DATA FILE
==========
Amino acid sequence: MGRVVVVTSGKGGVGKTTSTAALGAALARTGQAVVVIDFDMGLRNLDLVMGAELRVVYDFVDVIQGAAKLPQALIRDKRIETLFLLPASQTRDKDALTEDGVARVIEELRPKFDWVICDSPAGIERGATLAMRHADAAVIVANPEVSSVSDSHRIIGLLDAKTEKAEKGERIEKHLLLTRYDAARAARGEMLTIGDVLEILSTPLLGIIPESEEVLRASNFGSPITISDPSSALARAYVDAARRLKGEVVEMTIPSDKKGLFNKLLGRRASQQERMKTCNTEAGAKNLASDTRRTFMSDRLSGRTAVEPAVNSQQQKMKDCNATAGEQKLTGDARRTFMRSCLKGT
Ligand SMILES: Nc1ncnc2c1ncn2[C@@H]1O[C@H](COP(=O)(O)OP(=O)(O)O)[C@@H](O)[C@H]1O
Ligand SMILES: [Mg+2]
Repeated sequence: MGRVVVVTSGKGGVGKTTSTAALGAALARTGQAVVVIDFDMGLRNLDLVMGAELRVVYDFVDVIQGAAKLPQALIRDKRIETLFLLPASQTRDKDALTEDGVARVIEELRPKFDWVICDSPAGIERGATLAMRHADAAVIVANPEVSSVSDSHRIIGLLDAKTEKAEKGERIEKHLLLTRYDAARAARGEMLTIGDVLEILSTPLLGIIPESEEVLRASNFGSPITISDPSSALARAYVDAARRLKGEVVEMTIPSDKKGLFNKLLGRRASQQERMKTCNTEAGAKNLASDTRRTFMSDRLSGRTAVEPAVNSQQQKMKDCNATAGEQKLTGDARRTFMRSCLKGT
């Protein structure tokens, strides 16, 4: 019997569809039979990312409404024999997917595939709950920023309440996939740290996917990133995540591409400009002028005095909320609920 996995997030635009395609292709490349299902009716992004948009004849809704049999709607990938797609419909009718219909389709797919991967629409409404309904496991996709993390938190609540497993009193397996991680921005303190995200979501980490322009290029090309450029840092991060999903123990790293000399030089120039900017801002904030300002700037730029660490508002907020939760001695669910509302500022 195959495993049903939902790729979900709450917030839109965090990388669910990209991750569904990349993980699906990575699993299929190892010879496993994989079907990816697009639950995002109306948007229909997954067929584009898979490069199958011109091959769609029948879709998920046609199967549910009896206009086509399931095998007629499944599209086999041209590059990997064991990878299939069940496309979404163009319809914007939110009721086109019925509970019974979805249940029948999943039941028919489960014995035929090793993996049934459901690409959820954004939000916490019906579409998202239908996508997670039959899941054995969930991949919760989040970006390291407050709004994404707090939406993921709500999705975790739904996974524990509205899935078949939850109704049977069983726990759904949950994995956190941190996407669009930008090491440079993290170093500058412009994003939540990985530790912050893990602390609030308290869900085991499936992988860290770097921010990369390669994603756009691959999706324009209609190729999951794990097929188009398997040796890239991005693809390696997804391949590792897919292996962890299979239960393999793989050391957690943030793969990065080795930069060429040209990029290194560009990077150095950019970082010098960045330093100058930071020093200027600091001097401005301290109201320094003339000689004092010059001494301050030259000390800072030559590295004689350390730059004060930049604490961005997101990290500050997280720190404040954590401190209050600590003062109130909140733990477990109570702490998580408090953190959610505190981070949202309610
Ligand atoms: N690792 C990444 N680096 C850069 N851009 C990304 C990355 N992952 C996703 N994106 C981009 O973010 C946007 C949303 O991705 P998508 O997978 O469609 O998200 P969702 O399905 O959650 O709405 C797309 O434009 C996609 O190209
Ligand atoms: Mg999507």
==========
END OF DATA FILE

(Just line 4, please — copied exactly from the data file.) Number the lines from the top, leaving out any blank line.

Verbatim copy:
Repeated sequence: MGRVVVVTSGKGGVGKTTSTAALGAALARTGQAVVVIDFDMGLRNLDLVMGAELRVVYDFVDVIQGAAKLPQALIRDKRIETLFLLPASQTRDKDALTEDGVARVIEELRPKFDWVICDSPAGIERGATLAMRHADAAVIVANPEVSSVSDSHRIIGLLDAKTEKAEKGERIEKHLLLTRYDAARAARGEMLTIGDVLEILSTPLLGIIPESEEVLRASNFGSPITISDPSSALARAYVDAARRLKGEVVEMTIPSDKKGLFNKLLGRRASQQERMKTCNTEAGAKNLASDTRRTFMSDRLSGRTAVEPAVNSQQQKMKDCNATAGEQKLTGDARRTFMRSCLKGT